We're hearing a lot about bullying these days - not just in schools and the twittersphere - but in our workplaces too. It turns out, this toxic behavior is much more common than we might think.
In fact, research has found that 75% of workers are affected by bullying at some point in their careers - either as a target or a witness. If you add in other kinds of counterproductive behavior -- like rudeness and incivility — the number would be even higher. Businesses are increasingly paying attention to what bullying and incivility cost them.
But what does it cost you?
Bullying and incivility have a direct impact on your health and well-being because they are physically and psychologically stressful. As I mentioned in last week's blog, job stress has a measurable association with inflammation. This gives the idea of "burnout" a whole new meaning!
Inflammation is bad news for your health because it is linked to premature aging and many chronic diseases. For more information about natural ways to combat inflammation, see my blog: 7 Ways to Lower your Inflammmation Number without Medication.
Workplace stress also has an indirect effect on your well-being. New research has found that rude behavior is contagious and that it can erode your self-control.
Self-control and willpower are intimately connected. Without them, we have a hard time making progress on our wellness goals. Earlier research suggests that willpower may be a limited resource that gets used up when we engage in activities that require a high level of self-control and mental energy.
In a culture full of unhealthy temptations, do any of us need more challenges to our self-control?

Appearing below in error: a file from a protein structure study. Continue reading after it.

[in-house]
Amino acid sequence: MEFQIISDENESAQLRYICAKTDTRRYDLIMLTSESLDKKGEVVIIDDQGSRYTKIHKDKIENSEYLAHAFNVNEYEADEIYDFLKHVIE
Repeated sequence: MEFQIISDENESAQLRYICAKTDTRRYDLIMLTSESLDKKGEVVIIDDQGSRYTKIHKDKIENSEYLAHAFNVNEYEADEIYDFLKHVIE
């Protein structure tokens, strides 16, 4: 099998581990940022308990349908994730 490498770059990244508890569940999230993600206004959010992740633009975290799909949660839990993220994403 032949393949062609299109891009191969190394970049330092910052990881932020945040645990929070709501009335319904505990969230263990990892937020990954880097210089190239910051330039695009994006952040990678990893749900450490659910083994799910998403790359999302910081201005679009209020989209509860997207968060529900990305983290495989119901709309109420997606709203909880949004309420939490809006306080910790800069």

Fortunately, there are steps that you can take to support your ability to make healthy choices, even in an unhealthy environment. For some ideas, check out my blog: 5 Ways to Engineer Greater Well-being.
Managing workplace stress and its effects are important parts of self-care — but they only get at the symptoms of the problem. To make real progress, we need to address the root of the problem - our workplace cultures.
Our work environment and relationships can help or hurt our wellness goals. As we work to build greater well-being, we are naturally led to notice their impact, and to change them if we can. Promoting greater civility is one way that we can support a culture of wellness in our workplaces — and support well-being for everyone.
Kindness is just as contagious as rudeness. Imagine what could happen if we created an epidemic!
What about you? How has your workplace culture affected your well-being and what have you learned? Please share your wisdom in the comments below!
If you would like to talk to Julie about how to promote a culture of wellness in your workplace or organization, please contact her.